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Genetic link between uranium mineralization and the emplacement of limited intrusion adjacent to alkaline granites, Abu Hamr area, north Eastern Desert, Egypt

  • Osama K. Dessouky
Original Paper
  • 684 Downloads

Abstract

The recorded uranium mineralization is genetically related to the U content and structural setting of syenogranitic dyke that occurs near alkaline granites, Abu Hamr area, north Eastern Desert of Egypt. The associated abnormal level of radioactivity exhibits maximum equivalent uranium (eU) of 155.6 parts per million (ppm) with an average of 54 ppm while the maximum of eTh reaches up to 235 ppm with average content of 120 ppm. The nearby alkaline granites of Gabal Abu Hamr show a normal distribution of eU and eTh resembling that of normal granites (4 ppm eU and 8 ppm eTh). Radioactive anomalies can be interpreted as successive concentrations of U-Th, which are related to magmatic processes of syn-shearing syenogranite dyke formation followed by hydrothermal redistribution during the emplacement, and then supergene enrichment. Testing of uranium equilibrium has revealed major chemical U addition to both the syenogranitic dyke and, to less extent, the alkaline granites. The rare-earth element (REE) patterns display pronounced enrichment of light REEs and heavy REEs of the syenogranitic dyke in contrast to the alkaline granites, which might have attributed to the subsequent hydrothermal circulation. The studied dyke is also characterized by well-developed U, Th, and Pb enrichments. Post-magmatic hydrothermal activity is evident from the presence of dark violet fluorite with inclusion of U and Th minerals, in addition to the presence of zircon crystals with overgrowth, xenocrystic cores, REE replacements, and spatially inclusions of allanite-(Ce) with irregularly distributed patchy overgrowths of U and Th.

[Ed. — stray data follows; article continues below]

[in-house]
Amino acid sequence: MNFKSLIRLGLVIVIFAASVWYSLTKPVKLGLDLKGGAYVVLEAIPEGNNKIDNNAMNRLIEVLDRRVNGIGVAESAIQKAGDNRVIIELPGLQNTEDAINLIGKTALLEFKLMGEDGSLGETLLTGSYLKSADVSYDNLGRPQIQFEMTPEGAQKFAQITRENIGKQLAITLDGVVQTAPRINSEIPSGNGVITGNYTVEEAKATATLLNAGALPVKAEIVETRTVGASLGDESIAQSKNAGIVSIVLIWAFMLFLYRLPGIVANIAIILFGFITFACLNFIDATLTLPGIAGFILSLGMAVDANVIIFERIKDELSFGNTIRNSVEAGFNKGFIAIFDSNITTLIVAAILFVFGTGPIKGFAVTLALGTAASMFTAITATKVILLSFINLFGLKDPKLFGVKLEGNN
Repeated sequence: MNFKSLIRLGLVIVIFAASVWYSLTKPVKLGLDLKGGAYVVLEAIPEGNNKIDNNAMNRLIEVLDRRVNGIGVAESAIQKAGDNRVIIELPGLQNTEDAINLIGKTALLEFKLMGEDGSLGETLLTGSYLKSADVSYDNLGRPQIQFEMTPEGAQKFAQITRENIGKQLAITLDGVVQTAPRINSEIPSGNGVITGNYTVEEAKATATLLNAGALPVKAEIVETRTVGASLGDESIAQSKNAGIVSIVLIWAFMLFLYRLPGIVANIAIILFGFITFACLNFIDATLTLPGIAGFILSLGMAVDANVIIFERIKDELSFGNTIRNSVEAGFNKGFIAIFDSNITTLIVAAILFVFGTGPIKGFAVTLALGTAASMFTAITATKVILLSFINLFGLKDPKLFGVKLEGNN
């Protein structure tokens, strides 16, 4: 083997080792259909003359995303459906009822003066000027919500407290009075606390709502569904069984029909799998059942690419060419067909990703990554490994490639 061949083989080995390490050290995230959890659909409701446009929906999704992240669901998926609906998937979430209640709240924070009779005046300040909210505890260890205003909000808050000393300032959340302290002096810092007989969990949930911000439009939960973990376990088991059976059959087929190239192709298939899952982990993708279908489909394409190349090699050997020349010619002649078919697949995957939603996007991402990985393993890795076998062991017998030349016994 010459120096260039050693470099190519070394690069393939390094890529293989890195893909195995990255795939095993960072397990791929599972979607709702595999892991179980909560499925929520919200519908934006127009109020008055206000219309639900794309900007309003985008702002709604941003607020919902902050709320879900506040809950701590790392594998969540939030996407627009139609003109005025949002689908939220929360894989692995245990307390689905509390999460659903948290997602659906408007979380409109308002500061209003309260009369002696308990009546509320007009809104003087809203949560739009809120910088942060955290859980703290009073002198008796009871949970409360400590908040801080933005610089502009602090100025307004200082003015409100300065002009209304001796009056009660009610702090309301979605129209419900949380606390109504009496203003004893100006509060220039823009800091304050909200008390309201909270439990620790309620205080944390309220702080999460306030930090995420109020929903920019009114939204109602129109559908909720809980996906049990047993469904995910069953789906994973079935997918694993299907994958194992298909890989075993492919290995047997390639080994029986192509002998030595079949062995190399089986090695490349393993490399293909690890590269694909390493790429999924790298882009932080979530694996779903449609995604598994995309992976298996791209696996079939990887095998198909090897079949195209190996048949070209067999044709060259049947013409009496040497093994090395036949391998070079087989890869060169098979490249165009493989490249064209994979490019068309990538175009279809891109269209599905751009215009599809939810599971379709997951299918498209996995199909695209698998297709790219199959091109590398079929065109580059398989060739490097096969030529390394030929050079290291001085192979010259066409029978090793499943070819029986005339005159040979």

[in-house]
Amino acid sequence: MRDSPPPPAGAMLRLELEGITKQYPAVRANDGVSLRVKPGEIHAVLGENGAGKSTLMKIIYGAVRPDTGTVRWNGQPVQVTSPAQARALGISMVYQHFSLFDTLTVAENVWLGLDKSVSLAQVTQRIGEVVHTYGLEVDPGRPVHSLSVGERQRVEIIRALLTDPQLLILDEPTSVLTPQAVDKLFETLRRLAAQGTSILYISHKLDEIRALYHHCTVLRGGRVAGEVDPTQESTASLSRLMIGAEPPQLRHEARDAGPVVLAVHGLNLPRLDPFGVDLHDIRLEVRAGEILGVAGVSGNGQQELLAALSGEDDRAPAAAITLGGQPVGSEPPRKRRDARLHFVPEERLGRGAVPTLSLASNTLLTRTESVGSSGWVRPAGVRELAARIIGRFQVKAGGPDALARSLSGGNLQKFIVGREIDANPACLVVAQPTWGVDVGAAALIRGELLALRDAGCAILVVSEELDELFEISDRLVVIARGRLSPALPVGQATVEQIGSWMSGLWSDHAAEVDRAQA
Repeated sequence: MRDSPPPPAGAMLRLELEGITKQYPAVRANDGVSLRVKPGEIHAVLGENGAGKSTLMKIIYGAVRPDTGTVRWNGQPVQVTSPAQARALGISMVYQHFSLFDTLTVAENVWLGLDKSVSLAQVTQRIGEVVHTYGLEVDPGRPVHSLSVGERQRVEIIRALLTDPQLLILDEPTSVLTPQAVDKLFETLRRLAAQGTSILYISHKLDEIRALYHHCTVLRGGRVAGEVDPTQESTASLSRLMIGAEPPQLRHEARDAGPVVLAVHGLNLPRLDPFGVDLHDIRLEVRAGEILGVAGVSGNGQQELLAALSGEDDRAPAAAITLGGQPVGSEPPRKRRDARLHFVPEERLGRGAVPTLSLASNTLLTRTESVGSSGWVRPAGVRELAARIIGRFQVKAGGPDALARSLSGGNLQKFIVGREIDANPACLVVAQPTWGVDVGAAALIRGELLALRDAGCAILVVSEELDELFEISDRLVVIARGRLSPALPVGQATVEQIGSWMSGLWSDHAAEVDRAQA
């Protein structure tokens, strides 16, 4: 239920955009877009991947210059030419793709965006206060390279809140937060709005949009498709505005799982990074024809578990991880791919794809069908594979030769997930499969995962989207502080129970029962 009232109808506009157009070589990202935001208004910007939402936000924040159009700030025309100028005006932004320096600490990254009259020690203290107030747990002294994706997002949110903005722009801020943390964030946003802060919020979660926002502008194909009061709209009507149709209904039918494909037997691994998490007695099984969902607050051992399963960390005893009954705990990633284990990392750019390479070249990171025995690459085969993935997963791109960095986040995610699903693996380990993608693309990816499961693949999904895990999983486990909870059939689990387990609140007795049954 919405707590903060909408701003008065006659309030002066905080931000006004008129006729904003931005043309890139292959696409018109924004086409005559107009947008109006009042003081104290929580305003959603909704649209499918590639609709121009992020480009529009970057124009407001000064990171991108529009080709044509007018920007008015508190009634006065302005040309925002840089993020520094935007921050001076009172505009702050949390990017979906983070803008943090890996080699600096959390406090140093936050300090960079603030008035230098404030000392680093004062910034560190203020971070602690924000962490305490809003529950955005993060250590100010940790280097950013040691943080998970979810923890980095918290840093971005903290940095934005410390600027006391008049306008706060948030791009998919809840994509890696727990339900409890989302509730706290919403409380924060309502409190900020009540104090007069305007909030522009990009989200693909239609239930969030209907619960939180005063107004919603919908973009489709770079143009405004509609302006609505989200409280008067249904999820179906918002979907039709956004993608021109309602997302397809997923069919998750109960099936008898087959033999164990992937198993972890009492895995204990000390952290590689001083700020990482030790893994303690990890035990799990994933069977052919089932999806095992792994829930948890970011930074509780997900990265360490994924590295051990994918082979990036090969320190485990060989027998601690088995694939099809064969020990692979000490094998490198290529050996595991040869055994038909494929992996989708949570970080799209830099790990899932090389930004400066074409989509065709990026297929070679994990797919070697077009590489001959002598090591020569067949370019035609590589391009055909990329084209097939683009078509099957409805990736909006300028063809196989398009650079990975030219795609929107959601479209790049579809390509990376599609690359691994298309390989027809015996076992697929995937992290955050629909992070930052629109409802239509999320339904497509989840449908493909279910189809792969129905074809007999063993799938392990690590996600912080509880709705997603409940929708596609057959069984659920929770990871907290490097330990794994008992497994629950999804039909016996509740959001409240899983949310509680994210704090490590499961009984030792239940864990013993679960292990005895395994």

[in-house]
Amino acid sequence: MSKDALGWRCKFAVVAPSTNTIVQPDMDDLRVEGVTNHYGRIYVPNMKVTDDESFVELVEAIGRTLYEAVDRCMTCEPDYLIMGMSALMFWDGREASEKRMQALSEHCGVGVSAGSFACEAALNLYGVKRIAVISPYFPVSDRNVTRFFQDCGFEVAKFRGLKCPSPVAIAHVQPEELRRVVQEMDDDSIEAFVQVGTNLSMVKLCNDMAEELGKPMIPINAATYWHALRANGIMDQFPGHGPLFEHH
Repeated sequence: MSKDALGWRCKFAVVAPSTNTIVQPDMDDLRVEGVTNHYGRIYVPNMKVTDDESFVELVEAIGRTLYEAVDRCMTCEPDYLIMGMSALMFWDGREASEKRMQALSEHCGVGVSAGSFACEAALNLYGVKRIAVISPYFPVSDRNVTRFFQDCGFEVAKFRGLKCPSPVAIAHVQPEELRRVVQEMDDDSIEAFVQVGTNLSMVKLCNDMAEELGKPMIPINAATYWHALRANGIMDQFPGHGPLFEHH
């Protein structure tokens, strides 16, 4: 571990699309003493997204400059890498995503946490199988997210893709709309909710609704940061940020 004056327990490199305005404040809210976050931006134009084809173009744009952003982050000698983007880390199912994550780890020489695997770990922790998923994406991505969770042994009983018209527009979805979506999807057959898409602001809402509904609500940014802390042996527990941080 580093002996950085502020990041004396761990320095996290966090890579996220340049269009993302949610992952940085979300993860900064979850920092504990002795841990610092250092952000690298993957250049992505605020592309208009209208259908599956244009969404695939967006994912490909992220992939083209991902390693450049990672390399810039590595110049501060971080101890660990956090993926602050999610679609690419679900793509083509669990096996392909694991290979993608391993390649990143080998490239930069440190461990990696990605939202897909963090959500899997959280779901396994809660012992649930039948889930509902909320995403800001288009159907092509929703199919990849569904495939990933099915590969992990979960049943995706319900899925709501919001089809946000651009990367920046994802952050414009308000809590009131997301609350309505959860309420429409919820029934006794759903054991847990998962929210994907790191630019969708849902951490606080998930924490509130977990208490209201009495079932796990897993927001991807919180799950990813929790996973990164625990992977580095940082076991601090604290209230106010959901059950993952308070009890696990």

Keywords

Radioactivity Geochemistry Dyke emplacement Alkaline granites Egypt 

Notes

Acknowledgments

The author would like to thank Professor A. Omran for his help during the field work. The author is greatly indebted to Professor A. Dardier and Professor A. El Mowafy, Nuclear Materials Authority of Egypt (NMA), for their helpful discussions and constructive comments throughout the entire work. The author wishes to express his sincere thanks and gratitude to Professor A.R. Fowler for his critical reading, English polishing, and valuable comments that improved this contribution.

Funding information

The field work was supported by the Nuclear Materials Authority of Egypt (NMA), during the season 2014–2015.

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Copyright information

© Saudi Society for Geosciences 2018

Authors and Affiliations

  1. 1.Nuclear Materials Authority of EgyptCairoEgypt

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